“A bride is always special and a gown is always a significant piece, but on a show that’s called Four Weddings, they take on a whole other level,” says costume designer Salvador Perez, about finding the perfect bridal looks featured in the new Hulu series inspired by the 1994 movie. “They really had to be showstoppers.”
No spoilers, but obviously, the series involves multiple big day looks, starting with a breathtaking off-the-shoulder and hand-sewn floral appliqué stunner on Rebecca Rittenhouse, who plays Texas debutante turned chic Londoner, Ainsley. Again, not a spoiler, because Perez, who’s writer/creator Mindy Kaling’s go-to designer, documented the dress shopping experience with Rittenhouse on his Instagram. Let’s just say that the two tried on a lot of swoon-worthy dresses in a spectrum of cuts and silhouettes to land on the one by British designer Suzanne Neville.
Like how finding your dream wedding gown actualizes the ultimate form of self expression for your major life moment, procuring the perfect on-screen dress helps develop a character and tell a story that you may be bingeing this week. So, Perez was more than happy to share some bridal gown shopping tips he gleaned from his productive day with Rittenhouse, even if it wasn’t necessarily for a real life set of vows. (Plus, he actually designed wedding dresses before he landed in Hollywood, so how’s that for kismet?)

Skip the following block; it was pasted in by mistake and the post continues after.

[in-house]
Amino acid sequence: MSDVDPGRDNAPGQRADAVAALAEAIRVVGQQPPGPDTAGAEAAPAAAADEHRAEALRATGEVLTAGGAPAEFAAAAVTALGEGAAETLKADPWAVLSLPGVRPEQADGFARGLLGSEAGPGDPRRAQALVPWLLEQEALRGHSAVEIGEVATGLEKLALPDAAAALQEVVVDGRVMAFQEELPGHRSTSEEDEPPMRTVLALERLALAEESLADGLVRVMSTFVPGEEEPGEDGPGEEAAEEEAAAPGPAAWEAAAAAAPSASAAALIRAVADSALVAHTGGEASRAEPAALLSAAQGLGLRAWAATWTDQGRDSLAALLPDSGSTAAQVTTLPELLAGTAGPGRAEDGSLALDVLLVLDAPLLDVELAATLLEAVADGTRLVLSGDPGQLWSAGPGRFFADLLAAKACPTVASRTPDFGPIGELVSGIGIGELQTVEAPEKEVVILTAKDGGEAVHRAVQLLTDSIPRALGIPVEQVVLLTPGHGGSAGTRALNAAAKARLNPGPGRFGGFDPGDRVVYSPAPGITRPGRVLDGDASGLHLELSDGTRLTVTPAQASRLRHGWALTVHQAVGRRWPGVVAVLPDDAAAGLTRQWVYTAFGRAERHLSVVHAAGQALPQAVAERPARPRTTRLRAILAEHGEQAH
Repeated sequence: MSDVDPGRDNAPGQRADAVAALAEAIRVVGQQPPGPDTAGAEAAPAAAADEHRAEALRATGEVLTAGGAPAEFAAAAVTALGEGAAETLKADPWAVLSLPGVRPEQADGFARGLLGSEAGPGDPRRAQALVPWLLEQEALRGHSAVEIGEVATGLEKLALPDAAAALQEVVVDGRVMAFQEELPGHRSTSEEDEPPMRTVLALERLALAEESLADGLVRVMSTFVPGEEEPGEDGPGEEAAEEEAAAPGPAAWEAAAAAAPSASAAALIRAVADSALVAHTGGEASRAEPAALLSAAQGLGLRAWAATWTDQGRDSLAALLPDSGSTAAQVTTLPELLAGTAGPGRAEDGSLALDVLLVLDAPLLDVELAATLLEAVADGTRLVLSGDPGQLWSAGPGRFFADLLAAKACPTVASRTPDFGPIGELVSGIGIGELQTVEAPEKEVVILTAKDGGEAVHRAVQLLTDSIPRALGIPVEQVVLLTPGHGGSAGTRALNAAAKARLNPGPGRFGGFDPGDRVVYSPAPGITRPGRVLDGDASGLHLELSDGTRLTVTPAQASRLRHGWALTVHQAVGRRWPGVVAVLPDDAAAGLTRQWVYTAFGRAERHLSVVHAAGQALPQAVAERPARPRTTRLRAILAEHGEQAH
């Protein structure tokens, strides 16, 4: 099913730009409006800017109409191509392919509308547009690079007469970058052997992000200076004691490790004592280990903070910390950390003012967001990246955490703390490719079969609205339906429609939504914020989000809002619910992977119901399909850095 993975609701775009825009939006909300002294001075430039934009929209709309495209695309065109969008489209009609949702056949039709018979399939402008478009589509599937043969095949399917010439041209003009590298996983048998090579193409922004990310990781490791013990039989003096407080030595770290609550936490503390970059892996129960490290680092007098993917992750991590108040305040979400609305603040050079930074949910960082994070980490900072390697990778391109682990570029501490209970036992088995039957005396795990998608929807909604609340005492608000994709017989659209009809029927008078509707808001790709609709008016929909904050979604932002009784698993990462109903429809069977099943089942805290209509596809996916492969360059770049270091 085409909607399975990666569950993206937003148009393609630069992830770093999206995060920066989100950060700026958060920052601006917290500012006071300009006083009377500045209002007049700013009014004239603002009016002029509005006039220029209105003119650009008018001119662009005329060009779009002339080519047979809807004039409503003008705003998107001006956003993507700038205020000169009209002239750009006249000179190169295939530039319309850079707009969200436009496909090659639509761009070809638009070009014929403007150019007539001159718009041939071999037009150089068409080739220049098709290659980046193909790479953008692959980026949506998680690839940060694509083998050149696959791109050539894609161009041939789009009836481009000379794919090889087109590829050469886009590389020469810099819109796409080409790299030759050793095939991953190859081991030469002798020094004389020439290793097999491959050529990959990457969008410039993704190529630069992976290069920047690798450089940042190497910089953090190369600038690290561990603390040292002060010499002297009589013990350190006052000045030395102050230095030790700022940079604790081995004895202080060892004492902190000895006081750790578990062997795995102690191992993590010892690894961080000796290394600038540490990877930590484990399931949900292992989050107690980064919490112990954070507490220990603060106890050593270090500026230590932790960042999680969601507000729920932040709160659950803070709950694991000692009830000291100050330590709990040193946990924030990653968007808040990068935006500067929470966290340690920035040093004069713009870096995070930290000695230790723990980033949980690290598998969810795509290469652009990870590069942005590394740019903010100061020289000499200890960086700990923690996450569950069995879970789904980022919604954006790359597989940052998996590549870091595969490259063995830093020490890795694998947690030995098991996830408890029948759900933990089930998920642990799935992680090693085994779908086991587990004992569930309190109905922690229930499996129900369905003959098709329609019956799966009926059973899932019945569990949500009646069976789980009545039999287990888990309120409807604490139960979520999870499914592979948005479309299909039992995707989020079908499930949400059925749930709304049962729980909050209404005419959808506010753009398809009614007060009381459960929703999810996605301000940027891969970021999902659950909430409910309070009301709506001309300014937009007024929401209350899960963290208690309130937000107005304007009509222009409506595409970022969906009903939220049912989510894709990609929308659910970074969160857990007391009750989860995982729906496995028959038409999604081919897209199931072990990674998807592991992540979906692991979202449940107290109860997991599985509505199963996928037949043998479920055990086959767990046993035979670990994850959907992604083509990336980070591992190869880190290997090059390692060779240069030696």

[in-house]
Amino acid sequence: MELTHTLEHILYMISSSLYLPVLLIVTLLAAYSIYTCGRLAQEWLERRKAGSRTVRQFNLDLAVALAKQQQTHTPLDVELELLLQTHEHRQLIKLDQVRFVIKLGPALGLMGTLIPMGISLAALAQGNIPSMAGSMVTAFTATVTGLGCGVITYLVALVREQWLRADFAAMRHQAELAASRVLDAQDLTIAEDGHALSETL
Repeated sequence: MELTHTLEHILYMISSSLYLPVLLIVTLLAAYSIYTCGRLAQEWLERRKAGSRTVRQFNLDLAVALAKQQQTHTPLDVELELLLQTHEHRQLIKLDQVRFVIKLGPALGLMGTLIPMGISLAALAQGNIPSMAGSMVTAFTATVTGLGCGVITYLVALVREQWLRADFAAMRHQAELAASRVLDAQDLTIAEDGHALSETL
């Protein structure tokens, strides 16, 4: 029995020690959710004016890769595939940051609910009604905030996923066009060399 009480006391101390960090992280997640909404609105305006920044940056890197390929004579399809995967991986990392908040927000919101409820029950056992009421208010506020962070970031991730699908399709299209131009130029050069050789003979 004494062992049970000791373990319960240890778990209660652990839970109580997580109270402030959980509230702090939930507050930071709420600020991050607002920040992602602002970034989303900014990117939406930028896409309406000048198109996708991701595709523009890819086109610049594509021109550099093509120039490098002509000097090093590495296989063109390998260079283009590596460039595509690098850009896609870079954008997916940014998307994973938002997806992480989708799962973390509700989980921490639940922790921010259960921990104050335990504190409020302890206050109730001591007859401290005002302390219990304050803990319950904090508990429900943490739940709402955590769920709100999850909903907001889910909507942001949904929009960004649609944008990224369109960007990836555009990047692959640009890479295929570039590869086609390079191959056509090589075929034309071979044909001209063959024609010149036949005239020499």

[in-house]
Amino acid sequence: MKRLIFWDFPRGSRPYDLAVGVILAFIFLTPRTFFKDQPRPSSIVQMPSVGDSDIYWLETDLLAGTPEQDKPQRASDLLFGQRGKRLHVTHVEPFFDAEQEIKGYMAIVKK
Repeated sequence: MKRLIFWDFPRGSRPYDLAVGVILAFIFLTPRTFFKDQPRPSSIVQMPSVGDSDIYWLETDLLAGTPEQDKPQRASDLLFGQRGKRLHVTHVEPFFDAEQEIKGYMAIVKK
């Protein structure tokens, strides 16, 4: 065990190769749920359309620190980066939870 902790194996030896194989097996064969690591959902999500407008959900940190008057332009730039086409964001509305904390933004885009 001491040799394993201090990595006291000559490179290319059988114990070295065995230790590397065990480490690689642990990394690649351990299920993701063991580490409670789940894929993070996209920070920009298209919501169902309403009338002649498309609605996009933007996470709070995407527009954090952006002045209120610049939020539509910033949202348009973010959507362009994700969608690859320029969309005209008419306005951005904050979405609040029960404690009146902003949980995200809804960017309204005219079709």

Cast a wide net, start early and enjoy yourself.
“I was trying to find the perfect dress for Ainsley, but I was also sussing out the bridal shops in London, so I took it as an opportunity to see every dress,” says Perez, who lived it up by visiting all the British designers he could (and enjoy the sites of London, where the series shot.) “I literally went to Susan Neville, Jenny Packham, Charlie Brear, Halfpenny London…” So make a day—or days—of it and take in your surroundings, too.
Also, as a rule of thumb, start your recon trips early because delivery times for a dress may take up to a year. “Don’t wait until the last minute because you’ll have many more options when you plan ahead,” Perez says. “That dress took six months to deliver, and we happened to call a favor at Suzanne Neville, so they made it in a month.” Because not all of us have those Hollywood connections, so plan ahead.
Consider the vibe and location of your wedding.
Even the gowns that didn’t make the cut for Ainsley’s wedding scene are drop dead gorgeous (sorry, pun totally intended because there’s a also funeral, right?) and would have worked for someone else’s ideal scenario.
“Ainsley is a fashionista, so I thought maybe we should go avant-garde,” says Perez, about a glam beaded long cape layered over an illusion sleeve gown. “[Rittenhouse] even said, ‘I love this dress as a fashion thing.’ But Ainsley is getting married in a turn of the century church, and we’re doing very traditional, so it would have just told a different story.”
Trust your instincts.
So yes, Rittenhouse and Perez assessed upwards of 30 dresses, but “funny thing,” he says. “That was the first dress we tried on at Suzanne Neville and then we proceeded to try on more. Even though they were beautiful, we’re like, ‘no, it’s that first dress.’” The actress, Perez and costume team all “collectively lit up” when Rittenhouse walked out in ultimate gown. “We knew instantly which dress it was,” he adds. “See your options and then go with your gut. What does your gut tell you?”
Remember that comfort is paramount.